Could anyone quarantine the city? If this happened in Minnesota, thousands would flee to Canada, Carlson said, but the governor couldn't seal the state's borders. Canada might.
The scenario continues:
April 16, 7 a.m. FBI, CDC, White House and hospital workers are debating via conference call. Do they vaccinate everyone? No, just people who came into contact with sick patients.
Hospitals report other cases of mysterious fevers and rashes. By day's end, CDC counts 48 smallpox cases -- 10 in nearby states, so it's spreading.
Noon. The president addresses the nation, saying the attack may have occurred April 1. It's too late for vaccine to help anyone exposed that day.
No wonder the fictional epidemic is spreading -- notice that nobody closed the airport. Dr. John Bartlett of Johns Hopkins University can't believe that other cities would accept travelers from a region experiencing smallpox.
You're seriously underestimating public panic, Osterholm adds. He recalled watching a simple, tiny meningitis outbreak paralyze a Minnesota town, as traffic snarled while people demanded vaccine.
''Doctors need to know what to do,'' added Moran: Hospitalize everyone with mild fevers, or send them home?
Hospitalization would require rooms with special ventilation systems to keep the virus from spreading through the building. Such rooms are rare, 450 in all of Minnesota, for example.
Back to the pretend scenario:
April 18. The first victim, the college student, dies.
April 29. Two hundred are ill in eight states. Canada discovers two victims, Britain another.
People with mild fevers jam hospitals. Doctors tell them to stay home so they don't breathe on others -- there are no hospital beds left.
Unvaccinated health workers walk off the job.
CDC announces there's not enough vaccine for the millions demanding it. Governors ration the shots. Public anger is fueled at press reports that the president, Congress and military were quietly vaccinated.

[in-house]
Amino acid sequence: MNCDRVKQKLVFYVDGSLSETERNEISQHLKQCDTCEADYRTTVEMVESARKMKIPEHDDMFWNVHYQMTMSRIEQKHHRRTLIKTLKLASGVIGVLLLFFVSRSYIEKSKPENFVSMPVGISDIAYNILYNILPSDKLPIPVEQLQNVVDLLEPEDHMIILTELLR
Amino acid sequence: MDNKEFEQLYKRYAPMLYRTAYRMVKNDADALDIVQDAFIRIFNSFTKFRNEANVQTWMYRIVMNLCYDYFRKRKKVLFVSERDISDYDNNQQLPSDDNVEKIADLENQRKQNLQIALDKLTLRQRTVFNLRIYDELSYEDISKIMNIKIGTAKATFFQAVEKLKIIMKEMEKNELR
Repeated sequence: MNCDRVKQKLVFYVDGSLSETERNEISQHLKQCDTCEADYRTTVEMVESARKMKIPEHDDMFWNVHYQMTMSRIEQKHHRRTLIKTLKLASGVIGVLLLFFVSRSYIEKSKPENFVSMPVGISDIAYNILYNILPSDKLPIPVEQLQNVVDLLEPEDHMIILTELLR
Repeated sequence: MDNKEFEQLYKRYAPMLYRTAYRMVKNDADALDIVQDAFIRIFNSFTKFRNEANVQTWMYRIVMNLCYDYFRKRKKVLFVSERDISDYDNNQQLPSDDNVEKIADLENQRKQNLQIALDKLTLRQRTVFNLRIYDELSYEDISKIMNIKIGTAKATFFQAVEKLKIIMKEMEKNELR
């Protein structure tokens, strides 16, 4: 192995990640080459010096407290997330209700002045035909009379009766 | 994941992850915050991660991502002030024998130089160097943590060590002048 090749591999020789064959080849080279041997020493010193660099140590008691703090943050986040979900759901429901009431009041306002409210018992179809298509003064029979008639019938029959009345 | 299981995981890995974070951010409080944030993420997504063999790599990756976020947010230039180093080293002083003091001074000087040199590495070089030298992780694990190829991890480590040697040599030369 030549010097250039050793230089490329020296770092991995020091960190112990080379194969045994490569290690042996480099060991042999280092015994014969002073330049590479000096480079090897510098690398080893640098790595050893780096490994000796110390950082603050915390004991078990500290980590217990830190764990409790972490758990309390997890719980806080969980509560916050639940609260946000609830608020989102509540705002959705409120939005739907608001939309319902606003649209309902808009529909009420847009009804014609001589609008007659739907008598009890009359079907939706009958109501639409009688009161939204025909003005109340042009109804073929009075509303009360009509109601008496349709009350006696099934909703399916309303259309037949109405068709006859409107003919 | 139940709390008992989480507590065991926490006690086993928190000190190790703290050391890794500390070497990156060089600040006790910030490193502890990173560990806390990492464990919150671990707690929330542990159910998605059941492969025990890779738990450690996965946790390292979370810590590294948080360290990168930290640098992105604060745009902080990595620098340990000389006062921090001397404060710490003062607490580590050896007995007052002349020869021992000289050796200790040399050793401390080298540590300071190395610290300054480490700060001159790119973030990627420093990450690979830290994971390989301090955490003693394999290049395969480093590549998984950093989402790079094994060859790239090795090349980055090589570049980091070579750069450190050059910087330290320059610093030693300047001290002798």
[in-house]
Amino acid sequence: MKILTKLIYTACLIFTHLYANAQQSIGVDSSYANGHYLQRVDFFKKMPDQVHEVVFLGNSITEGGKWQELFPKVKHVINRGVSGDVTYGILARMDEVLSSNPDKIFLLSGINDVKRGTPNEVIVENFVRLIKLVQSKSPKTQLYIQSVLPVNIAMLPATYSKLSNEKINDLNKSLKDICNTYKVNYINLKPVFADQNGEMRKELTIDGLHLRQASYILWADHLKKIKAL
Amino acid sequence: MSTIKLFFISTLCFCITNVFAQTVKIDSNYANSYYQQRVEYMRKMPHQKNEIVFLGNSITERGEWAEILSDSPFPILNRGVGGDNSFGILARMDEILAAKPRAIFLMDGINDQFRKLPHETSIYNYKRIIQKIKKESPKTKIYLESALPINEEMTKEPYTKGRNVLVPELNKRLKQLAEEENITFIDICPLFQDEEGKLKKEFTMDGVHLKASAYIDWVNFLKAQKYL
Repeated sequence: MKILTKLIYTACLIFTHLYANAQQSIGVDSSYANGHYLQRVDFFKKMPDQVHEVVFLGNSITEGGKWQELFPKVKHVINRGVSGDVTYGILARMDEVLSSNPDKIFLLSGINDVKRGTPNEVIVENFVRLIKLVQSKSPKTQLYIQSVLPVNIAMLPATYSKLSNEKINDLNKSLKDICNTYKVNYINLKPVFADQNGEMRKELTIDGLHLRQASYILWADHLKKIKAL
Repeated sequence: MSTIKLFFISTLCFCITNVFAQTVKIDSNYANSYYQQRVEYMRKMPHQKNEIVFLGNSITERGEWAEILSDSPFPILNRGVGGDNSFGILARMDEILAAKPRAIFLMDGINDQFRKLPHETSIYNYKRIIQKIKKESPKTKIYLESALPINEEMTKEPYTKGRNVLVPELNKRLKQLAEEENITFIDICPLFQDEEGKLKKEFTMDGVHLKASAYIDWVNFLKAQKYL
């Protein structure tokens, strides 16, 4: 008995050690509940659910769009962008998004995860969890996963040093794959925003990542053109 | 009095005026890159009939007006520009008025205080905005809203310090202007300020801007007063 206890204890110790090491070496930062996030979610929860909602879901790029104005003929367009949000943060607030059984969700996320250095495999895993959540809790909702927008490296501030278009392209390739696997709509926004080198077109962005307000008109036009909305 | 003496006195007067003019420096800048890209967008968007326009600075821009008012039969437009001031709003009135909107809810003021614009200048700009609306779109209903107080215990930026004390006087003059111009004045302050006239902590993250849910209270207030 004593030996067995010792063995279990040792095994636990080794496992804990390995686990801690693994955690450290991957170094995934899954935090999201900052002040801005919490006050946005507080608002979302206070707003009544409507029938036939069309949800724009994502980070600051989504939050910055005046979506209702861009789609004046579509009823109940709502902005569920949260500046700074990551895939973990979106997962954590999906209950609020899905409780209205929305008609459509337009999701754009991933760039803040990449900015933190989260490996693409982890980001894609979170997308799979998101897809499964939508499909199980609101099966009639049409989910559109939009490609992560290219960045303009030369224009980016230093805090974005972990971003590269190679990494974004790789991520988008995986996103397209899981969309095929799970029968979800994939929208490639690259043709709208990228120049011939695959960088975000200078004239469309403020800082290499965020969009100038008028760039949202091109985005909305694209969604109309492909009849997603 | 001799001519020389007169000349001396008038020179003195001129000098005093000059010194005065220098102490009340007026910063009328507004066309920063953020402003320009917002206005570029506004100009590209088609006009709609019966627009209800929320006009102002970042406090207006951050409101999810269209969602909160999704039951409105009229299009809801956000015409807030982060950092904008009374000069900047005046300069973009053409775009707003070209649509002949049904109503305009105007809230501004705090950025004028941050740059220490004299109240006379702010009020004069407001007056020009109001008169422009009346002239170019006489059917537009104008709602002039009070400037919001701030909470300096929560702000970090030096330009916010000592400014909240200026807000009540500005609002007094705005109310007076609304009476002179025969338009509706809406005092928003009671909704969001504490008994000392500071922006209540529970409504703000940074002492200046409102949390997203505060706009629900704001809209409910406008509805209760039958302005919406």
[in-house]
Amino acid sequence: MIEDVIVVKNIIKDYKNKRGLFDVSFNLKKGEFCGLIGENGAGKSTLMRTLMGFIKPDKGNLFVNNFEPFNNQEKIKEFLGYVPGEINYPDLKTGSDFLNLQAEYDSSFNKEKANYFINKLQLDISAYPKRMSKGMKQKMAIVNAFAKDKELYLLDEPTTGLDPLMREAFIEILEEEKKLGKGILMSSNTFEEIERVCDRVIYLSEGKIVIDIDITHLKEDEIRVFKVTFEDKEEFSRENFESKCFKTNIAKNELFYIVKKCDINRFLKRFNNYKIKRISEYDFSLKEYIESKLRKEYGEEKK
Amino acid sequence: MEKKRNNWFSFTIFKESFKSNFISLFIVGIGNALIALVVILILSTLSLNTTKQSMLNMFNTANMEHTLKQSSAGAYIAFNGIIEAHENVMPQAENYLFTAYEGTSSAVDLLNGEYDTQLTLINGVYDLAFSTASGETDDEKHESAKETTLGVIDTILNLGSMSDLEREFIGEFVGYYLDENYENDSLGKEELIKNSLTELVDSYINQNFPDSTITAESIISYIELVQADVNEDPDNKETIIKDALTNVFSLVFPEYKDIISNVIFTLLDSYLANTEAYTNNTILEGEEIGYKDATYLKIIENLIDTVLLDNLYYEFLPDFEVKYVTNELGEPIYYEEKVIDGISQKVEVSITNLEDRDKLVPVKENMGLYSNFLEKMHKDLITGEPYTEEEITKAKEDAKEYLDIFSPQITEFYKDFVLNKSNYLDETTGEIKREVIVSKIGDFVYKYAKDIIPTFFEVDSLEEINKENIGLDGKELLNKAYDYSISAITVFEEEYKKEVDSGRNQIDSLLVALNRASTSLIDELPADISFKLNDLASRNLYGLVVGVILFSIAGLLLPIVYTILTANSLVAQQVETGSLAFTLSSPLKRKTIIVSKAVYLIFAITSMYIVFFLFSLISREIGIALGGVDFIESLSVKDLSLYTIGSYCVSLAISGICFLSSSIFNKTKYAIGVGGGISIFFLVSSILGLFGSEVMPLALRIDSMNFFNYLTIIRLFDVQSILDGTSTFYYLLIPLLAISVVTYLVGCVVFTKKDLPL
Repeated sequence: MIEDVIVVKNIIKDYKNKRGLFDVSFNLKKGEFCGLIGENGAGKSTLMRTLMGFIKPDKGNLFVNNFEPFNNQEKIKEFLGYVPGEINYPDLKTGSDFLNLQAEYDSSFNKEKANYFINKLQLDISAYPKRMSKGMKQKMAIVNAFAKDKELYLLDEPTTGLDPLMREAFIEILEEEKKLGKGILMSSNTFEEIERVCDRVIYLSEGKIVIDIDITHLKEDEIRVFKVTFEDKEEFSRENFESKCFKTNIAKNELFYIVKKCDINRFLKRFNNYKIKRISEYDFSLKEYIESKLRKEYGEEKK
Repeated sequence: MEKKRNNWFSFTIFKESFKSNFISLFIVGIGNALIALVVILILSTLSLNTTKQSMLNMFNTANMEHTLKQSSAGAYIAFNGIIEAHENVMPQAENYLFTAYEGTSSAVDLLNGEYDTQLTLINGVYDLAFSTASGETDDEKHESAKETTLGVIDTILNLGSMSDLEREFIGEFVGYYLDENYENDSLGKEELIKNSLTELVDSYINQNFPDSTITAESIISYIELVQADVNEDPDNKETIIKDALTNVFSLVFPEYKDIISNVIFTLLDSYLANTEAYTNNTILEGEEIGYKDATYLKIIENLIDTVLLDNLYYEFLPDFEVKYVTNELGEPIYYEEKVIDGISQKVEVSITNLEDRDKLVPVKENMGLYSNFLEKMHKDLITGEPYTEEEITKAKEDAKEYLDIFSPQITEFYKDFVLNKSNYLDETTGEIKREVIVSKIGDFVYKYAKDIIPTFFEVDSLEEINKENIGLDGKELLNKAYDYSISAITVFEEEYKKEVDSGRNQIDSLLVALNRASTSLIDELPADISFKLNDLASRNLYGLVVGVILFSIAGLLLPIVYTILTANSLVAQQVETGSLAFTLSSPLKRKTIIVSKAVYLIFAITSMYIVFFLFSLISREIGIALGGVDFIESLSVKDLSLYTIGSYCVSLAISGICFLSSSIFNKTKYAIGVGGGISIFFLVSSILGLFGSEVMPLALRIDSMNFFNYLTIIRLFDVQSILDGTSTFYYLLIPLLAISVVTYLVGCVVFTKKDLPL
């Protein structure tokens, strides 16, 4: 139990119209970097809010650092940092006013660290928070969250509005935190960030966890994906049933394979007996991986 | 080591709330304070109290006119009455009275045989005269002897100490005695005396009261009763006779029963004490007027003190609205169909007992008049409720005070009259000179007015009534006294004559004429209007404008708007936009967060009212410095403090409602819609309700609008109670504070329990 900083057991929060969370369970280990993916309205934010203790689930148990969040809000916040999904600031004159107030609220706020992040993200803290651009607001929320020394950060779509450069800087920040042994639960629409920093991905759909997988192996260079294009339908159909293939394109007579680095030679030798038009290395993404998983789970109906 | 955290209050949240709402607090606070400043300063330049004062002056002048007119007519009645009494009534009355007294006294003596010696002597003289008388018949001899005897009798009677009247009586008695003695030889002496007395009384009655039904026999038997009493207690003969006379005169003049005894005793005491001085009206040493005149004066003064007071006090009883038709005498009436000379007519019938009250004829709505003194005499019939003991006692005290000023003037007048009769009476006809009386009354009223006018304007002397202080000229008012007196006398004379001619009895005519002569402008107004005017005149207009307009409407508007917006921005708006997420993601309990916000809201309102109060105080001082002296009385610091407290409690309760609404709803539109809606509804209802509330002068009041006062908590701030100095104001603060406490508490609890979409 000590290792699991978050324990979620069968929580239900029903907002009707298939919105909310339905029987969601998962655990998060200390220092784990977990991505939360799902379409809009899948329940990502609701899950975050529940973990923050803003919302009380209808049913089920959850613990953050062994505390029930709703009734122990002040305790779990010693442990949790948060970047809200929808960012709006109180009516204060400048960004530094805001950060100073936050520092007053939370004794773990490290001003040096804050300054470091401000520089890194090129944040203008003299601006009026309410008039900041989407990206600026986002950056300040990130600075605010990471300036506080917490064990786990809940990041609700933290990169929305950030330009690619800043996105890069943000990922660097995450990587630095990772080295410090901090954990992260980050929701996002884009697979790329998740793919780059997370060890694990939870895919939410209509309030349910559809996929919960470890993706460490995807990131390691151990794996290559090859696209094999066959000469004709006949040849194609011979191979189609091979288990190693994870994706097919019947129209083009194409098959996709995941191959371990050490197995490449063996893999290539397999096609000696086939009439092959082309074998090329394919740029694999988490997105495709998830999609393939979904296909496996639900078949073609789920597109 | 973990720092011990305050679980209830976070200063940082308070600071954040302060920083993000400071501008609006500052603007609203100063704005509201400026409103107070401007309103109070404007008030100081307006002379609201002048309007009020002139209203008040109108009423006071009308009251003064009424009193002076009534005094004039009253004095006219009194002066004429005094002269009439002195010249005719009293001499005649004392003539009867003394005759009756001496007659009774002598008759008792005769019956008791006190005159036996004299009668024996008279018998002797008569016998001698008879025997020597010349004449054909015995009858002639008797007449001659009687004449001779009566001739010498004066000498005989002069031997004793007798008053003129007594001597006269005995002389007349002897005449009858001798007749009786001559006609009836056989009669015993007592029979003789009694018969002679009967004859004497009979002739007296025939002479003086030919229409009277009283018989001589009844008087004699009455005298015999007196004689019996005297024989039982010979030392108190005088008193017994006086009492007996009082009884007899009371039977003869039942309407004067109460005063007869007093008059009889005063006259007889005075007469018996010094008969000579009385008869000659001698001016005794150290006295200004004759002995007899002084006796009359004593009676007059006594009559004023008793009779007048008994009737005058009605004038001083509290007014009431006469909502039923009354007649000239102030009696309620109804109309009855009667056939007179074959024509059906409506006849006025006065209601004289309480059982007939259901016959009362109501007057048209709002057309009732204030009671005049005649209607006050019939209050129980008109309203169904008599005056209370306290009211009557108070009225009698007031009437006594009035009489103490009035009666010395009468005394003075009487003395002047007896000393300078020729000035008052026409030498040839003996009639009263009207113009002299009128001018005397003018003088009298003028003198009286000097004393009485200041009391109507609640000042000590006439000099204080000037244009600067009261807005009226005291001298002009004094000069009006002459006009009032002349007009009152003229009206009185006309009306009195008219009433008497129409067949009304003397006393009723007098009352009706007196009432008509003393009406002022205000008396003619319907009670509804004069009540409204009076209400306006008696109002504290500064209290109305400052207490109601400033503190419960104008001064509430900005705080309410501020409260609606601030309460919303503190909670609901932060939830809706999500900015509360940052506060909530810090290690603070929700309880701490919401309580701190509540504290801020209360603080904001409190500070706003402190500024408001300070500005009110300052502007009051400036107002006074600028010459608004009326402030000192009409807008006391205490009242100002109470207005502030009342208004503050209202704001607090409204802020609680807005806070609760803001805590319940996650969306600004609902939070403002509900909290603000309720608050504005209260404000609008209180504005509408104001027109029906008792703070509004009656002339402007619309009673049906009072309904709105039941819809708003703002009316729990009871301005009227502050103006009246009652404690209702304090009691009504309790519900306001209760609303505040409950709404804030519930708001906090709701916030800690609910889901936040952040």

April 30. A well-known college basketball player dies of hemorrhagic smallpox, massive bleeding instead of the more typical rash. TV stations get confused and report he died of hemorrhagic fever like Ebola. Doctors scramble for a correction.
This daylong role-playing is doctors' first chance to learn how complex fighting bioterrorism could be, said Hopkins' Dr. Tara O'Toole, who wrote the test case. Cities and states are used to dealing with earthquakes or plane crashes, but a spreading infection is totally different.
Who's in charge? How do you physically vaccinate 100,000 people in a day? How do you ration scarce vaccine so only the at-risk get it, not the hysterical healthy or the pushy politicians?
''If there's even a possibility this could happen, health departments have to prepare. ... But they've never looked at the big picture,'' O'Toole said. ''You're hearing everybody confess they need to do a lot.''
In the fictional scenario, a month has passed:
May 15. All U.S. vaccine is gone. The president declares the worst-hit states are disaster areas. Thousands more become sick before the epidemic finally slows in June.
The real-life doctors absorb the grim ending with brief silence. Then come calls for state health workers to plan how they would better fight bioterrorism in case it really happened.
''I don't want the audience walking away thinking, ... there's nothing we can do,''' Osterholm said. ''If this meeting does nothing else, it should ensure we get an adequate supply of smallpox vaccine (stored) as soon as possible."
HISTORICAL SKETCH OF AVON, OHIO, TO 1974